Stack Overflow is a community of 4.7 million programmers, just like you, helping each other.

Join them; it only takes a minute:

Sign up
Join the Stack Overflow community to:
  1. Ask programming questions
  2. Answer and help your peers
  3. Get recognized for your expertise

In our backend there are several services that send and receive messages via JMS with Apache ActiveMQ. Each service has a single session to the ActiveMQ broker. We now want to do the following (pseudo code):

Service s1:

Message m = createMessage("s2","Hello World")
try {
   Message answer = commit()
} catch (TransactionFailedException e){

Service s2:

try {
   Message m = getReceivedMessage()
   Message answer = doSomeStuff()
} (Exception e) {

The commit obviuosly has to block until the answer arrives or the transaction failes. It should also be possible that service s2 creates a new nested transaction because s2 is sending a message to another service. How can transactions from ActiveMQ be used to achieve this behaviour? There are some examples available but in these examples transactions are merely used as a batch mechanism to send messages.

share|improve this question
Are you expecting a single transaction to encompass both work done in s1 and s2? – djna Feb 20 '12 at 8:49
Yes, if s2 fails the transaction should fail in s1. – problemzebra Feb 20 '12 at 12:08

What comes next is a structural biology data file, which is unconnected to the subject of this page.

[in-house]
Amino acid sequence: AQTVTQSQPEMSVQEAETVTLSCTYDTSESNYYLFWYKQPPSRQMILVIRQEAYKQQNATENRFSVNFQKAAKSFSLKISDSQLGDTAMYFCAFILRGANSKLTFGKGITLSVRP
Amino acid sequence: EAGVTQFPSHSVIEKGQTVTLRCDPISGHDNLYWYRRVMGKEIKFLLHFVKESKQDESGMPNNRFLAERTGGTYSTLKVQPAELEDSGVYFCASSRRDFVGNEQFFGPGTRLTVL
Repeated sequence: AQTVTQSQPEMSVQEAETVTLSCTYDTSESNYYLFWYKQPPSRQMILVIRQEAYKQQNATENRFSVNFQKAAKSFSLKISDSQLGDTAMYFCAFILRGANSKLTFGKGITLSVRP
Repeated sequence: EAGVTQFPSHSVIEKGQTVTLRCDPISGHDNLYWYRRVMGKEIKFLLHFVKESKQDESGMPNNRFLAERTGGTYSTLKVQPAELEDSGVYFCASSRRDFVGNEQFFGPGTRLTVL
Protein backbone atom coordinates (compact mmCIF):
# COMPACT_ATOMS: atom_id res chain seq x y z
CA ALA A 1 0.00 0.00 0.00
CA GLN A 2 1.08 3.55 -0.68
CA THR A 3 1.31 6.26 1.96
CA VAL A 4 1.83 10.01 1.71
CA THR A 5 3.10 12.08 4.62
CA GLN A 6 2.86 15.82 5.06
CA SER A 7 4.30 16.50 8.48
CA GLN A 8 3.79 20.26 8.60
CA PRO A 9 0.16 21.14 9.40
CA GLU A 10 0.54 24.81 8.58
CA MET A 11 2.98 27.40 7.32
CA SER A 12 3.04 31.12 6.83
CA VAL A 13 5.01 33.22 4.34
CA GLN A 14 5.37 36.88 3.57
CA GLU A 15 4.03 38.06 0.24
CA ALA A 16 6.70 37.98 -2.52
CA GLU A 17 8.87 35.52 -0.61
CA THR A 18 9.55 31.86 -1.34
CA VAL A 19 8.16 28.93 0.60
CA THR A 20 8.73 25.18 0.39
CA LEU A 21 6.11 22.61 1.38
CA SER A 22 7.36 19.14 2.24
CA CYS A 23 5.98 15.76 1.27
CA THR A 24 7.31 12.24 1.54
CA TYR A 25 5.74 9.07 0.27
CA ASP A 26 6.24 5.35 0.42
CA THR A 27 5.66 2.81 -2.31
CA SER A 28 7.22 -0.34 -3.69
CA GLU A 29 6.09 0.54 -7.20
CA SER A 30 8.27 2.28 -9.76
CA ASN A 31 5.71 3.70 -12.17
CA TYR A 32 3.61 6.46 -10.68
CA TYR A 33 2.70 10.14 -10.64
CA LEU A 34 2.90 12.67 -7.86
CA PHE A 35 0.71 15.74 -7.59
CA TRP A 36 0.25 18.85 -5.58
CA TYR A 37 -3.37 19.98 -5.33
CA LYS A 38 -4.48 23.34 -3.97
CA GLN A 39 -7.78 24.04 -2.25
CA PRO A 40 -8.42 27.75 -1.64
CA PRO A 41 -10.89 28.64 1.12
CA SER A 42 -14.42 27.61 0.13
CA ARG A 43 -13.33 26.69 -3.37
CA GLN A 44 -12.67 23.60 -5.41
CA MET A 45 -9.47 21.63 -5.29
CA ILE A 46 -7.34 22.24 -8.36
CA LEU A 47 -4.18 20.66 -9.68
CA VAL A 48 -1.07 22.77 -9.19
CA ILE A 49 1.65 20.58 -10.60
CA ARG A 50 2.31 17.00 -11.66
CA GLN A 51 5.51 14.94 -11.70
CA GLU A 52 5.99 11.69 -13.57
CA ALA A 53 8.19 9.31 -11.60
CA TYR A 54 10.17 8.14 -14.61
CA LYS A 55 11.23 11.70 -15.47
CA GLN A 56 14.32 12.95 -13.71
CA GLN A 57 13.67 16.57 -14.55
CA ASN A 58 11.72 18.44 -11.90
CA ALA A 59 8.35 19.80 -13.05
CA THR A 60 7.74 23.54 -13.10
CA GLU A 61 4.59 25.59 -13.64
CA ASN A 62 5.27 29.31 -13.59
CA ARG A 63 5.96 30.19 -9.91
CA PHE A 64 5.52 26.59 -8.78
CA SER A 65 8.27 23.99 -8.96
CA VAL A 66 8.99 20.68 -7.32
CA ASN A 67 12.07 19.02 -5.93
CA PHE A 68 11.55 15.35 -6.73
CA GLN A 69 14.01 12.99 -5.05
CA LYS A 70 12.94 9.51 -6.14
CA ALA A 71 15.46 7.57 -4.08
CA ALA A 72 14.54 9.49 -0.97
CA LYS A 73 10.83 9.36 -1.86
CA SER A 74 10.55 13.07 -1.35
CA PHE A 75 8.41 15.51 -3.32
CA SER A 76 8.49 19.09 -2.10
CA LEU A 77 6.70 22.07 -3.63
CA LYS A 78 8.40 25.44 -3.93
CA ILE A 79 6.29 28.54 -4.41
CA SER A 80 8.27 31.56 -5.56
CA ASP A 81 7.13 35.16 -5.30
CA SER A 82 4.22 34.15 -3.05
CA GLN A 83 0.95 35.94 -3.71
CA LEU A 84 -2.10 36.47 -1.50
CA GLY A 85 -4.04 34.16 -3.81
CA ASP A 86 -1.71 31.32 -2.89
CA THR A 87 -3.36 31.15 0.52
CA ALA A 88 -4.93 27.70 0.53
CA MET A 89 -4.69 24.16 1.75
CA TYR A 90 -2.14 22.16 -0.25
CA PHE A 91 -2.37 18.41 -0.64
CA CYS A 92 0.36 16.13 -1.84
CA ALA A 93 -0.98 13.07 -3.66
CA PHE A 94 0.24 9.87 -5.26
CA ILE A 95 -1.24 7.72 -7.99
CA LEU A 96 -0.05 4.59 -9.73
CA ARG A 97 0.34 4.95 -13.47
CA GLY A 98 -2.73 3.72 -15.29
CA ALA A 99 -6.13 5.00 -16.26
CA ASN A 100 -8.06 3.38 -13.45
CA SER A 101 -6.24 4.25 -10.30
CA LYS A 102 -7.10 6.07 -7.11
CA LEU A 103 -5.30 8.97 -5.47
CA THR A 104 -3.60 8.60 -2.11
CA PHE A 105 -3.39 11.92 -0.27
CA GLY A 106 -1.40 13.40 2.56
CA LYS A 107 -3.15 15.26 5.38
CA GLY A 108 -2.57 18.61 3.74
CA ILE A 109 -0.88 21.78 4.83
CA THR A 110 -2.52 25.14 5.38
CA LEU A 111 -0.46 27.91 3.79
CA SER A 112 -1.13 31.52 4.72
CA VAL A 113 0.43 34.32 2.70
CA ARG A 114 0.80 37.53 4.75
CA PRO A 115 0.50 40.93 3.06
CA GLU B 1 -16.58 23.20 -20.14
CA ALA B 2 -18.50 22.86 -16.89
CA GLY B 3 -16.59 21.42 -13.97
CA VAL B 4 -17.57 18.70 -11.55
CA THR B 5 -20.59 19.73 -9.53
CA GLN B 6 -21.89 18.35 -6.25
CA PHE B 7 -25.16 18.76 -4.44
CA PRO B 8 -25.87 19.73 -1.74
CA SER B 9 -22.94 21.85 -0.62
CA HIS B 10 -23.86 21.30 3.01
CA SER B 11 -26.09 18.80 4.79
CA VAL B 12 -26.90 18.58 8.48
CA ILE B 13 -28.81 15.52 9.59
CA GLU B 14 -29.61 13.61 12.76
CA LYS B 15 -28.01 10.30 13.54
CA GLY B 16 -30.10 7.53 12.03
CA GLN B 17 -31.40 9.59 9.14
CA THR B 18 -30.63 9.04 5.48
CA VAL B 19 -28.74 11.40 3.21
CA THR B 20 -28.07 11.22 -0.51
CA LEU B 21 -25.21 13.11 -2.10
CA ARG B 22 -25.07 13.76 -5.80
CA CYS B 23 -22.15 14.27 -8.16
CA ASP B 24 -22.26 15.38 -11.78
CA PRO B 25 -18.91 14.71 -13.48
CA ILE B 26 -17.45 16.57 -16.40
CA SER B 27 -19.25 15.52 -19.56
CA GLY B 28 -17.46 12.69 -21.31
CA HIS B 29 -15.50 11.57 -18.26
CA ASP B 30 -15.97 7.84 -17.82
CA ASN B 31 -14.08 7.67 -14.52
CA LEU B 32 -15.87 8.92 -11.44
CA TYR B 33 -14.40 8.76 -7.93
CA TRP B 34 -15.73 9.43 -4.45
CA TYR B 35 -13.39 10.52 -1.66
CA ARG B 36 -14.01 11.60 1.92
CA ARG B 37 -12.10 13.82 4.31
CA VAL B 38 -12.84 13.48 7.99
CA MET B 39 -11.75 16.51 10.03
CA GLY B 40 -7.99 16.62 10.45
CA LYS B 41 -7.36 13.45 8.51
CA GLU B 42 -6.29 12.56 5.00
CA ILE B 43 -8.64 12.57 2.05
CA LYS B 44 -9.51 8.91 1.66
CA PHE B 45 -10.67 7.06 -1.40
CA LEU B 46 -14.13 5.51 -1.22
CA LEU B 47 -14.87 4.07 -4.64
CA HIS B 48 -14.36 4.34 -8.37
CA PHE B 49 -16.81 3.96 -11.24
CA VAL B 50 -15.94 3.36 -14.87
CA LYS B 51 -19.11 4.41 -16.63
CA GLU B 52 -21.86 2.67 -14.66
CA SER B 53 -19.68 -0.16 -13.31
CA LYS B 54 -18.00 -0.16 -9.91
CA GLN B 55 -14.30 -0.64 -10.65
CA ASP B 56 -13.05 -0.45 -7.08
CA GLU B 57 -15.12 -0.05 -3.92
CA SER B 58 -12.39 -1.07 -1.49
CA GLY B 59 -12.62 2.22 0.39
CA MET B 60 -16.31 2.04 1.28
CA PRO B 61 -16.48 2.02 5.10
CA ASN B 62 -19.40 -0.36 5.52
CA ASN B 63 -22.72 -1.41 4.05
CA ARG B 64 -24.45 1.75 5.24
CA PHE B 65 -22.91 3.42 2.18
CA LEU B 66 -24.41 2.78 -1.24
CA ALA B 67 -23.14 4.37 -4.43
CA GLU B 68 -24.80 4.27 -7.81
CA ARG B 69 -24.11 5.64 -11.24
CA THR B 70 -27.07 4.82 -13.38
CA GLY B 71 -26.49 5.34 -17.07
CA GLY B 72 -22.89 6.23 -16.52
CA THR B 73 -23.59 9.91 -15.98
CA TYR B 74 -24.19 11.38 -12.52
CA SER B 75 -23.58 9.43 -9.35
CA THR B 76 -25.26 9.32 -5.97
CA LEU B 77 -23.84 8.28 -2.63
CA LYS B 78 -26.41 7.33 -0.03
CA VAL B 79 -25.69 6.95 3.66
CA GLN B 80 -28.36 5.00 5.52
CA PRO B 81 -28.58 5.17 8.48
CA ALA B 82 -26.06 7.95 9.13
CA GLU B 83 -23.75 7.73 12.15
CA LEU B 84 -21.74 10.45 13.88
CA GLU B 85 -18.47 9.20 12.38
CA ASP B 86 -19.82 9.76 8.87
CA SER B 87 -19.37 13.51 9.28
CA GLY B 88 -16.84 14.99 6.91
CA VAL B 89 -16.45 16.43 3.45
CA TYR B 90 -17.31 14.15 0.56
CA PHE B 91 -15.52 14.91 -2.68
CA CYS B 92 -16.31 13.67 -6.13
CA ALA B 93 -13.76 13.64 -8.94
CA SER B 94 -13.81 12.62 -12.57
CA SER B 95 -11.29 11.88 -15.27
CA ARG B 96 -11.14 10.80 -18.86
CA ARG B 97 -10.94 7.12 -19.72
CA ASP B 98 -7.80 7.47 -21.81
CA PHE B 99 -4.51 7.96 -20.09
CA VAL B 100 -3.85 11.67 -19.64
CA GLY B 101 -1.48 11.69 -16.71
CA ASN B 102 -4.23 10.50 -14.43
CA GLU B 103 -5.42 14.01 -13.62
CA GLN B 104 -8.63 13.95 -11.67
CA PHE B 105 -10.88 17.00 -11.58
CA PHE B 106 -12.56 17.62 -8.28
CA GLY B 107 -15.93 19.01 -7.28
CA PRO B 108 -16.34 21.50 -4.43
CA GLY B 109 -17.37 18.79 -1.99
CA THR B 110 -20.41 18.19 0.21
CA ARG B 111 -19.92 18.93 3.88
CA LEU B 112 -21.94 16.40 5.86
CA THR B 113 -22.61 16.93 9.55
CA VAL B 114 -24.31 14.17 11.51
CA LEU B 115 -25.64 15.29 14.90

up vote 2 down vote accepted

I'm interpreting you question to mean that you want a failure of work in s2 to cause an ongoing transaction in s1 to be rolled back.

So you want

s1 do some work

s2 do some work

if ( s2 OK )
   perhaps do even more work in s1
   commit s1
   rollback s1

The asynchronous model of JMS is not classically designed for this purpose. The fundamental reason is because

  1. During a transaction resources (eg database records) are locked - s1 has done some work, until the transaction has resolved those resources must be kept locked.
  2. Asynch processing is designed to decouple s2 work from s1 work, s2 work might happen many minutes or indeed days after the request was placed on the queue. S2 can't know whether or not s1 is still waiting for him. The whole design point of JMS is to decouple processing in s1 and s2.

There are two approaches to achieving coordination between s1 and s2:

One is to use true distributed transactions, using a protocol other than JMS, for example EJBs can propagate transactions from one process to another, or use WS-AtomicTransaction and web Services. This does add operational complexity - you have to manange transaction logs and scenarios where you have a long-term failure of one component.

The alternative is to design the two cooperating systems to robustly handle "compensating" work. You accept that, for example s2 may fail, and have secondary processing to deal with resending requests, dealing with timeouts etc. In the end you may come down to some situations where humans need to be involved, but with good design these situations can be minimal. In large scale systems there's often no alternative to this, for example an airline's booking system and a hotel chain's booking system may well not be designed for distributed transaction coordination so there's no alternative to having some careful processing to manage reserving flights and rooms.

share|improve this answer
Thanks for the answer. That's similar to what I expected. – problemzebra Feb 20 '12 at 12:07

Your Answer


By posting your answer, you agree to the privacy policy and terms of service.

Not the answer you're looking for? Browse other questions tagged or ask your own question.